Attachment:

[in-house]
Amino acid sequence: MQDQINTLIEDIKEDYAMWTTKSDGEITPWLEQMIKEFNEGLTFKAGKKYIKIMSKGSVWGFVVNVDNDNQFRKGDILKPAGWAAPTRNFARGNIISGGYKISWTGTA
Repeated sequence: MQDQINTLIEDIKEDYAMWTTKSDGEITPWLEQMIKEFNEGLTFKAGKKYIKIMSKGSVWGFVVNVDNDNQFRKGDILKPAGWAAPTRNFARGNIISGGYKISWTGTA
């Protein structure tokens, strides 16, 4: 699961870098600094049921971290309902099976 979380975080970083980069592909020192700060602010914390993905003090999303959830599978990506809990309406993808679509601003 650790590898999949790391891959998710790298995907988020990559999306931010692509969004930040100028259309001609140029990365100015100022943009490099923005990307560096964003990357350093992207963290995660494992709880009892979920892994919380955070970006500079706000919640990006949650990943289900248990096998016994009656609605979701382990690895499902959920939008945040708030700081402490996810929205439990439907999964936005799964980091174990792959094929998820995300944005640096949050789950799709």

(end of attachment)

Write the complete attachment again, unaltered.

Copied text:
[in-house]
Amino acid sequence: MQDQINTLIEDIKEDYAMWTTKSDGEITPWLEQMIKEFNEGLTFKAGKKYIKIMSKGSVWGFVVNVDNDNQFRKGDILKPAGWAAPTRNFARGNIISGGYKISWTGTA
Repeated sequence: MQDQINTLIEDIKEDYAMWTTKSDGEITPWLEQMIKEFNEGLTFKAGKKYIKIMSKGSVWGFVVNVDNDNQFRKGDILKPAGWAAPTRNFARGNIISGGYKISWTGTA
């Protein structure tokens, strides 16, 4: 699961870098600094049921971290309902099976 979380975080970083980069592909020192700060602010914390993905003090999303959830599978990506809990309406993808679509601003 650790590898999949790391891959998710790298995907988020990559999306931010692509969004930040100028259309001609140029990365100015100022943009490099923005990307560096964003990357350093992207963290995660494992709880009892979920892994919380955070970006500079706000919640990006949650990943289900248990096998016994009656609605979701382990690895499902959920939008945040708030700081402490996810929205439990439907999964936005799964980091174990792959094929998820995300944005640096949050789950799709």